LANSING – Today, state legislators in the House Energy and Tech Committee gave fossil fuel industries a free pass to pollute Michigan’s air and water and harm residents’ health broadening the definition of renewable energy resources to include fuels manufactured from hazardous and solid waste products. The bill, House Bill 5205, gives industries that incinerate wastes renewable energy credits.
“This bill is yet another attempt by corporate polluters to maximize their own profits at the expense of Michigan residents’ health,” said Rory Nuener of MI Air MI Health. “With confidence in our elected officials at already historically low levels, legislators should be prioritizing investing more in renewable energy that doesn’t harm public health, not siding with fossil fuel industries.”
Michigan’s asthma rate is 10 percent higher than the national average. A recent study of asthma hospitalization in Wayne County found that Detroit’s zip codes had three to six times higher admission than the state as a whole. The Michigan Department of Community Health has deemed this area the “Epicenter of Asthma Burden,” due to the health consequences these local families face.
“This bill would likely have a greater impact on struggling minority communities, where polluting facilities are typically located,”said Alexis Blizman, policy director of the Ecology Center. “It’s up to our elected leaders in Lansing to protect all communities and families in our state. Everyone has the right to breathe clean air.”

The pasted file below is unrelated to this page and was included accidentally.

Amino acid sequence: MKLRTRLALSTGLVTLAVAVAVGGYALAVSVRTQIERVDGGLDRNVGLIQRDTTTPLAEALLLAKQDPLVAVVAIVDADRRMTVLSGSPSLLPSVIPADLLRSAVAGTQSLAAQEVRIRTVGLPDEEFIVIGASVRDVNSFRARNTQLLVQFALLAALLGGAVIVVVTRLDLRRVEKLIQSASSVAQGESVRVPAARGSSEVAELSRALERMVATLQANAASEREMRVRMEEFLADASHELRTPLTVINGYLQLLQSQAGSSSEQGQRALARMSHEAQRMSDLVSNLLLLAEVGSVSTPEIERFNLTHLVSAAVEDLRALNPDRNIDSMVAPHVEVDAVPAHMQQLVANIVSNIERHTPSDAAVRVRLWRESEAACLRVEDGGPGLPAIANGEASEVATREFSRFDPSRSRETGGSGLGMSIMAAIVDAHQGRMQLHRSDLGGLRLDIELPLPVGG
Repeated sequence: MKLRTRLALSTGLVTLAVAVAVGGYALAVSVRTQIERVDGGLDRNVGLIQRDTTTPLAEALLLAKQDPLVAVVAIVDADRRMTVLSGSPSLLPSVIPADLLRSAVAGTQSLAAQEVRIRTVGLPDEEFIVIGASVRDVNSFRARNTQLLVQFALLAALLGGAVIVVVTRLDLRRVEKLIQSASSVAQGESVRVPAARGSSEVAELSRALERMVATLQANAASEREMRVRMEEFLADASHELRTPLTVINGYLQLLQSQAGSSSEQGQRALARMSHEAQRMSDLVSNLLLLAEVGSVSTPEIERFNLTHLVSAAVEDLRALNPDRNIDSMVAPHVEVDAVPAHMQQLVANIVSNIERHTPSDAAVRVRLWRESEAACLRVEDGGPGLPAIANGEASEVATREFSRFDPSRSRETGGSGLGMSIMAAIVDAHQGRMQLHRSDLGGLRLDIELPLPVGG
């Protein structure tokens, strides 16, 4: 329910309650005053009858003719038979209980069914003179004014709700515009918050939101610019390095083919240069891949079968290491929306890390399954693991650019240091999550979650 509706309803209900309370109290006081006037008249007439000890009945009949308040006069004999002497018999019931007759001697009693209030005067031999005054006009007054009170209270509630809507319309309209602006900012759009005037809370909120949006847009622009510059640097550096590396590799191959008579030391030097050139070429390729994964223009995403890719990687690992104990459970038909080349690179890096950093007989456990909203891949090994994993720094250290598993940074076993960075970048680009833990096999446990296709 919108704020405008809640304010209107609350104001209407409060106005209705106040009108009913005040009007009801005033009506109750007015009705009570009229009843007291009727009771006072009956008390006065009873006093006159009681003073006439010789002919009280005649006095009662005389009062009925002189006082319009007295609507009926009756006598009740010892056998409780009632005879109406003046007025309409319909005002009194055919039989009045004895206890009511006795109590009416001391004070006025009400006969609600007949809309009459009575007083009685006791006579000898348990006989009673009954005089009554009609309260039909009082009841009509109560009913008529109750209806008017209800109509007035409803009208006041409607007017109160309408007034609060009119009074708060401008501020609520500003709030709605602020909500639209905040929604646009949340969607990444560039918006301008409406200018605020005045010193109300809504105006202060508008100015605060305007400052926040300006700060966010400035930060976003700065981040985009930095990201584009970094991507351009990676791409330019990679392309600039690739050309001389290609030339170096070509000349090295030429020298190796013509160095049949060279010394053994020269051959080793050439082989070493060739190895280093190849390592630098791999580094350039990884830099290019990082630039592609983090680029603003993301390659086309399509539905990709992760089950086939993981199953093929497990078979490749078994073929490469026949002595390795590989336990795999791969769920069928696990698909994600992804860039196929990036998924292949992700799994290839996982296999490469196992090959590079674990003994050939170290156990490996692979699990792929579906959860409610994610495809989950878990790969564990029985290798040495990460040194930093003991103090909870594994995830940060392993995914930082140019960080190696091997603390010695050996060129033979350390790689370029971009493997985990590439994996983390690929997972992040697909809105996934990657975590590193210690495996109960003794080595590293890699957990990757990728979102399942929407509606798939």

Under the 2008 Clean, Renewable and Efficient Energy Act, Michigan utilities must generate 10 percent of their electricity from renewable sources by 2015 and are on track to meet this standard. A 30 percent renewable portfolio could be achieved by 2035, according to a report released last year on behalf of the Michigan Public Service Commission and the Michigan Energy Office.
“Now is the time for our state elected officials to increase Michigan’s renewable energy standard, not undo the progress we’ve made by attempting to masquerade pollution as clean energy,” said Anne Woiwode, state director of the Michigan Sierra Club.
Using more wind and solar energy will reduce pollution, give Michiganders cleaner and healthier air and water, protect the Great Lakes, stimulate economic development, and hedge against higher electric rates in Michigan.
“There is already overwhelming public support in Michigan for increasing our state’s use of renewable energy,” said Eric Keller, Clean Water Action campaigns director. “Leaders in Lansing should be listening to their constituents and putting forward sound factual scientifically and economically based legislation that moves Michigan forward. This bill is a step in the wrong direction and a slap in the face to all of those who are trying to make Michigan a better state.”
Clean Energy Now is a coalition of groups that supports policies that will move Michigan beyond coal power and toward greater use of renewable energy sources and energy efficiency as a way to protect the environment and build prosperity. Follow the campaign at CleanEnergyNowMI.org.
Published on December 2, 2014